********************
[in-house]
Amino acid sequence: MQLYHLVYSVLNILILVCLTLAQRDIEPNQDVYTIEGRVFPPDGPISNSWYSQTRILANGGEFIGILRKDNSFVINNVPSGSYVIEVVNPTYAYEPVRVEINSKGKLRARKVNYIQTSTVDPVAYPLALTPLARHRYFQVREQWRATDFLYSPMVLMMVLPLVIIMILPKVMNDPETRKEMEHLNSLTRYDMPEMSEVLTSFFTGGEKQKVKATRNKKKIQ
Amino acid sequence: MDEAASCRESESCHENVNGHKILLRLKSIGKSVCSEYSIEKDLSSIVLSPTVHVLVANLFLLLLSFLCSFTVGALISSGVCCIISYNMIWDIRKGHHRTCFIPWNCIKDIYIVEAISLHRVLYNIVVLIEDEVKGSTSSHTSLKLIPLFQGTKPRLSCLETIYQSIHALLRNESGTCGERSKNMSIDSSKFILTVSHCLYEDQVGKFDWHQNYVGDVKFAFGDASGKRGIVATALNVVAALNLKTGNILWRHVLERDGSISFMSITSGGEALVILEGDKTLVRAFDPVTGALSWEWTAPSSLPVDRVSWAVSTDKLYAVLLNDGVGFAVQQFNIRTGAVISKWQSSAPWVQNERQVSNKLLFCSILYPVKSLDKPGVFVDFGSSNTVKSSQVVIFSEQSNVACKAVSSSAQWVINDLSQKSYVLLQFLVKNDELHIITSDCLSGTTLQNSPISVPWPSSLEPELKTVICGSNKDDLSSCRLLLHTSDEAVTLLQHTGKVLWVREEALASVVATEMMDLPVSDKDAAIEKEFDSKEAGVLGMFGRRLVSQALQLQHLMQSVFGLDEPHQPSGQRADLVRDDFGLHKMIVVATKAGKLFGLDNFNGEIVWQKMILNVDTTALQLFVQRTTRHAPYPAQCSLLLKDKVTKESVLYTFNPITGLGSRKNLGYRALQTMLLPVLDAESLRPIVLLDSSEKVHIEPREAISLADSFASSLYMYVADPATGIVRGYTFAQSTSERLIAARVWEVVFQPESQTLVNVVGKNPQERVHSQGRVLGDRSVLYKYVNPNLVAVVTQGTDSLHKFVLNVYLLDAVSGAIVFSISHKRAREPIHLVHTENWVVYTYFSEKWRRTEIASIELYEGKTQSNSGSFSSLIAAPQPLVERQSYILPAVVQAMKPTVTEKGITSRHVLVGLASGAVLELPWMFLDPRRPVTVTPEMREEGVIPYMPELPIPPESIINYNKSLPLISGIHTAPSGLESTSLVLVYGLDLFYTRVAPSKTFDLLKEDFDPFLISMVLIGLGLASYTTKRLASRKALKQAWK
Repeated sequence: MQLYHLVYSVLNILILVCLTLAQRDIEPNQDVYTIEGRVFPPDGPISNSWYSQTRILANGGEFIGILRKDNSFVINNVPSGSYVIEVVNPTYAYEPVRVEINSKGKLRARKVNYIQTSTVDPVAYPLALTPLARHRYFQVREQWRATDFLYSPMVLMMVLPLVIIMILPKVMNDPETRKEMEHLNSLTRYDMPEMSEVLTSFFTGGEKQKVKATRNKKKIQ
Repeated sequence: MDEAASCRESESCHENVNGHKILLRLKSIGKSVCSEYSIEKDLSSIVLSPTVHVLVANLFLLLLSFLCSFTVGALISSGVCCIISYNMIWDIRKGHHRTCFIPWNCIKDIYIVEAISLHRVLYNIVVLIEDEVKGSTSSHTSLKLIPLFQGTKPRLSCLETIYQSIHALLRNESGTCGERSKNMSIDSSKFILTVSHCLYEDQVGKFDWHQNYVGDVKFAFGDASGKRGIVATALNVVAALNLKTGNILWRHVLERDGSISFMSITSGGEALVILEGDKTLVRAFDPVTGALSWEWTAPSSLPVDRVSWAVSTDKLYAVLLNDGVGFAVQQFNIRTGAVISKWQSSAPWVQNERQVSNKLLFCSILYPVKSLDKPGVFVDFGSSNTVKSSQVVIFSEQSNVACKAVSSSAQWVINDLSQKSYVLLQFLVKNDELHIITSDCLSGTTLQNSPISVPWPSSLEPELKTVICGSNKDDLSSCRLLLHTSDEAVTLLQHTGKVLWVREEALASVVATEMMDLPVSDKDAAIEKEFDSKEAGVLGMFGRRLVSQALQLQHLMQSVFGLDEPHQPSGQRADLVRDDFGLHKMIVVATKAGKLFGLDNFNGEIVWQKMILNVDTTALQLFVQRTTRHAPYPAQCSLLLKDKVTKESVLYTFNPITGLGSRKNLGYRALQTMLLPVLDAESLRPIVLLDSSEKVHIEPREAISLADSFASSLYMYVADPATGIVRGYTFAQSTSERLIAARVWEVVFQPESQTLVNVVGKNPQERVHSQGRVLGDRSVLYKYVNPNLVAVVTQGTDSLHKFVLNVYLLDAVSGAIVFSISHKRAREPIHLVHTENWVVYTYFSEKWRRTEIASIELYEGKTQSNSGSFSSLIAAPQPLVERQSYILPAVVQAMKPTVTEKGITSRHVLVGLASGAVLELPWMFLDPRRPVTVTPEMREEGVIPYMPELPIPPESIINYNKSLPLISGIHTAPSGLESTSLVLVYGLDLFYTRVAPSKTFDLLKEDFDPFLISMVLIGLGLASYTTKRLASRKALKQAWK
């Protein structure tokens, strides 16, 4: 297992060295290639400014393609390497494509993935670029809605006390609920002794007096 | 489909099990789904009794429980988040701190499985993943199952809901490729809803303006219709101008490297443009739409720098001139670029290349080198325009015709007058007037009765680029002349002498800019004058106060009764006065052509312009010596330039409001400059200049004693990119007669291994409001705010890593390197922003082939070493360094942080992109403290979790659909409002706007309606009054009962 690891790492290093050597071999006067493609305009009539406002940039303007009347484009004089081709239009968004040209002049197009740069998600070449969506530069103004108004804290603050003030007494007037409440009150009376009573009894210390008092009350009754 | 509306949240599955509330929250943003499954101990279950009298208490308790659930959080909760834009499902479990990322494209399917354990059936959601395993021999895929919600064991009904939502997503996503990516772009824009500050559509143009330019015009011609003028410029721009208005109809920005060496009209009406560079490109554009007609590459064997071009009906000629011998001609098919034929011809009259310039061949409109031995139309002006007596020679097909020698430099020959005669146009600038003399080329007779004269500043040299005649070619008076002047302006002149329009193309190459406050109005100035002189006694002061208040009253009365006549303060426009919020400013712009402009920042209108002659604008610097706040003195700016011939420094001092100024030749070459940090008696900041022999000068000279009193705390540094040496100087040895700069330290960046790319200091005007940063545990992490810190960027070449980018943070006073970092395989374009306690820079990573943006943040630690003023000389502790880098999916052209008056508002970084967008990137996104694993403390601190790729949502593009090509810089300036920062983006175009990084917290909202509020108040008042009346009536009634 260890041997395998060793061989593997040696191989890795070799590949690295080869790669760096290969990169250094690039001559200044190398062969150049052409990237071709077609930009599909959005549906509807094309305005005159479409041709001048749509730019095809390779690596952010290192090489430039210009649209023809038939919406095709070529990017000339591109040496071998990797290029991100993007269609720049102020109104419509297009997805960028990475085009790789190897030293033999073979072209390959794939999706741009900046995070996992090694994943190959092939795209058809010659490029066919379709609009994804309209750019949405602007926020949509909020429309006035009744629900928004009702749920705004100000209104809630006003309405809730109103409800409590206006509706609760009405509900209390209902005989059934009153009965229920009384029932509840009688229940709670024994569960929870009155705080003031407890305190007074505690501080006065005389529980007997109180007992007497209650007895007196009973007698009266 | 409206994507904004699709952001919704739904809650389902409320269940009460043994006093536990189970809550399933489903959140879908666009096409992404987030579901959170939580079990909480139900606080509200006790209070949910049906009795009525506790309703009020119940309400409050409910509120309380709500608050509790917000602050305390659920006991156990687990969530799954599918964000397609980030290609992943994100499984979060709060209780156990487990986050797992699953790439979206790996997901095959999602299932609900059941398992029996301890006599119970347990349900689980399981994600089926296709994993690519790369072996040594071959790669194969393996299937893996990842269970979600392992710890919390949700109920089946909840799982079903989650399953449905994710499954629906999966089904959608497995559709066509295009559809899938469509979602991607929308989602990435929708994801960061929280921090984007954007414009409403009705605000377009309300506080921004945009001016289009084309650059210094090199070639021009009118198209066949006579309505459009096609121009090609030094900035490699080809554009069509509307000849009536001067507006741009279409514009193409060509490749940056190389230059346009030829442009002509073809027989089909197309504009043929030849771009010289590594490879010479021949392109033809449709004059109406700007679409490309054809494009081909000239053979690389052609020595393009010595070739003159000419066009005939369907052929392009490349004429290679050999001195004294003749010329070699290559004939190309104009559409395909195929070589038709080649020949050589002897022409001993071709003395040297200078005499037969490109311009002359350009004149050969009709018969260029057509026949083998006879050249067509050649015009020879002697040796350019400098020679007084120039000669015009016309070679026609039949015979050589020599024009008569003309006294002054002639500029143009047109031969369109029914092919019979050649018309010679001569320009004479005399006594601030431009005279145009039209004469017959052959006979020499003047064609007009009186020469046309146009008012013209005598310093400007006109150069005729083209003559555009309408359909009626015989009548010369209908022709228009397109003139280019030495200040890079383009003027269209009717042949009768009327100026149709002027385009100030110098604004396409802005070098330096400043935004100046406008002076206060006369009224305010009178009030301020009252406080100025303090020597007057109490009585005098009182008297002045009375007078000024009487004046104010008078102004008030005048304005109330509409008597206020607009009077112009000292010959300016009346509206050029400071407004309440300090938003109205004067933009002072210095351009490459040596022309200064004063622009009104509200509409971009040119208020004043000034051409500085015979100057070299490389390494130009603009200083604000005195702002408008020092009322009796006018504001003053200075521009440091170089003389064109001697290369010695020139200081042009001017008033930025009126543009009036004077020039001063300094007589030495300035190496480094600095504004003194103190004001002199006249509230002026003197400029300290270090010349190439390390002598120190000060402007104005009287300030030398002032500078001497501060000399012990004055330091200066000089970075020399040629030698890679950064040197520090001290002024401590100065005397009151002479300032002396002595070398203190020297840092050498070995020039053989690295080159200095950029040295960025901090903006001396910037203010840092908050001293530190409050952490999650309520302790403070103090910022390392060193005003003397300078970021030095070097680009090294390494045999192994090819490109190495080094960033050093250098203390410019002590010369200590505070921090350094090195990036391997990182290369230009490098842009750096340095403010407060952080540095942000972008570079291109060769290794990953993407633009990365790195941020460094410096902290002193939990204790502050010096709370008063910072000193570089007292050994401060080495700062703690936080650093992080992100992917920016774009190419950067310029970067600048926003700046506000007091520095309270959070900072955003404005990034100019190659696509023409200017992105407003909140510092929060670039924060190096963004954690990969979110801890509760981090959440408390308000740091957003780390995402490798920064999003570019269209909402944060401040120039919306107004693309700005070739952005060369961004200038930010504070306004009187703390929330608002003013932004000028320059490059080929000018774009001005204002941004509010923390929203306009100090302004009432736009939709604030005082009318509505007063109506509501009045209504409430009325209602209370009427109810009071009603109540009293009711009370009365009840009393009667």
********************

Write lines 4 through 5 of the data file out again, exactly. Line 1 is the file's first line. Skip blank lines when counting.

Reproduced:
Repeated sequence: MQLYHLVYSVLNILILVCLTLAQRDIEPNQDVYTIEGRVFPPDGPISNSWYSQTRILANGGEFIGILRKDNSFVINNVPSGSYVIEVVNPTYAYEPVRVEINSKGKLRARKVNYIQTSTVDPVAYPLALTPLARHRYFQVREQWRATDFLYSPMVLMMVLPLVIIMILPKVMNDPETRKEMEHLNSLTRYDMPEMSEVLTSFFTGGEKQKVKATRNKKKIQ
Repeated sequence: MDEAASCRESESCHENVNGHKILLRLKSIGKSVCSEYSIEKDLSSIVLSPTVHVLVANLFLLLLSFLCSFTVGALISSGVCCIISYNMIWDIRKGHHRTCFIPWNCIKDIYIVEAISLHRVLYNIVVLIEDEVKGSTSSHTSLKLIPLFQGTKPRLSCLETIYQSIHALLRNESGTCGERSKNMSIDSSKFILTVSHCLYEDQVGKFDWHQNYVGDVKFAFGDASGKRGIVATALNVVAALNLKTGNILWRHVLERDGSISFMSITSGGEALVILEGDKTLVRAFDPVTGALSWEWTAPSSLPVDRVSWAVSTDKLYAVLLNDGVGFAVQQFNIRTGAVISKWQSSAPWVQNERQVSNKLLFCSILYPVKSLDKPGVFVDFGSSNTVKSSQVVIFSEQSNVACKAVSSSAQWVINDLSQKSYVLLQFLVKNDELHIITSDCLSGTTLQNSPISVPWPSSLEPELKTVICGSNKDDLSSCRLLLHTSDEAVTLLQHTGKVLWVREEALASVVATEMMDLPVSDKDAAIEKEFDSKEAGVLGMFGRRLVSQALQLQHLMQSVFGLDEPHQPSGQRADLVRDDFGLHKMIVVATKAGKLFGLDNFNGEIVWQKMILNVDTTALQLFVQRTTRHAPYPAQCSLLLKDKVTKESVLYTFNPITGLGSRKNLGYRALQTMLLPVLDAESLRPIVLLDSSEKVHIEPREAISLADSFASSLYMYVADPATGIVRGYTFAQSTSERLIAARVWEVVFQPESQTLVNVVGKNPQERVHSQGRVLGDRSVLYKYVNPNLVAVVTQGTDSLHKFVLNVYLLDAVSGAIVFSISHKRAREPIHLVHTENWVVYTYFSEKWRRTEIASIELYEGKTQSNSGSFSSLIAAPQPLVERQSYILPAVVQAMKPTVTEKGITSRHVLVGLASGAVLELPWMFLDPRRPVTVTPEMREEGVIPYMPELPIPPESIINYNKSLPLISGIHTAPSGLESTSLVLVYGLDLFYTRVAPSKTFDLLKEDFDPFLISMVLIGLGLASYTTKRLASRKALKQAWK